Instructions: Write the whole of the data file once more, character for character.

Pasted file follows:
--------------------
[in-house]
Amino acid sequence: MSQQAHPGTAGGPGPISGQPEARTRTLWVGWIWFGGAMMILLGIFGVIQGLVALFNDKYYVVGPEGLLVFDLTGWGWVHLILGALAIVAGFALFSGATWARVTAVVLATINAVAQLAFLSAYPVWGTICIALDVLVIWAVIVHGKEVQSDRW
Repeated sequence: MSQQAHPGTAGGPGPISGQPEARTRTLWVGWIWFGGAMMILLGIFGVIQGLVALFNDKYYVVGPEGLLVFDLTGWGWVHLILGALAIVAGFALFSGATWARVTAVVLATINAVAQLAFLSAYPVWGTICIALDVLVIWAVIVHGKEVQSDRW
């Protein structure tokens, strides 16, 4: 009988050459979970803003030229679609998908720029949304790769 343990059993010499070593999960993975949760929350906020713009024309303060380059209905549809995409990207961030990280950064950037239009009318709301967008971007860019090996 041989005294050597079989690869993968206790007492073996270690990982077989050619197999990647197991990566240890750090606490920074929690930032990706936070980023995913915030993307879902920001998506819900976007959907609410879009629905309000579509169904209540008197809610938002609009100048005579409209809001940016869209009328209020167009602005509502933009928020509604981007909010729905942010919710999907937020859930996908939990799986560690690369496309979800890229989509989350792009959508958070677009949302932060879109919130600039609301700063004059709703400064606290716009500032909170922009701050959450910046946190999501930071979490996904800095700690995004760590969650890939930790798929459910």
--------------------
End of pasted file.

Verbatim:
[in-house]
Amino acid sequence: MSQQAHPGTAGGPGPISGQPEARTRTLWVGWIWFGGAMMILLGIFGVIQGLVALFNDKYYVVGPEGLLVFDLTGWGWVHLILGALAIVAGFALFSGATWARVTAVVLATINAVAQLAFLSAYPVWGTICIALDVLVIWAVIVHGKEVQSDRW
Repeated sequence: MSQQAHPGTAGGPGPISGQPEARTRTLWVGWIWFGGAMMILLGIFGVIQGLVALFNDKYYVVGPEGLLVFDLTGWGWVHLILGALAIVAGFALFSGATWARVTAVVLATINAVAQLAFLSAYPVWGTICIALDVLVIWAVIVHGKEVQSDRW
């Protein structure tokens, strides 16, 4: 009988050459979970803003030229679609998908720029949304790769 343990059993010499070593999960993975949760929350906020713009024309303060380059209905549809995409990207961030990280950064950037239009009318709301967008971007860019090996 041989005294050597079989690869993968206790007492073996270690990982077989050619197999990647197991990566240890750090606490920074929690930032990706936070980023995913915030993307879902920001998506819900976007959907609410879009629905309000579509169904209540008197809610938002609009100048005579409209809001940016869209009328209020167009602005509502933009928020509604981007909010729905942010919710999907937020859930996908939990799986560690690369496309979800890229989509989350792009959508958070677009949302932060879109919130600039609301700063004059709703400064606290716009500032909170922009701050959450910046946190999501930071979490996904800095700690995004760590969650890939930790798929459910």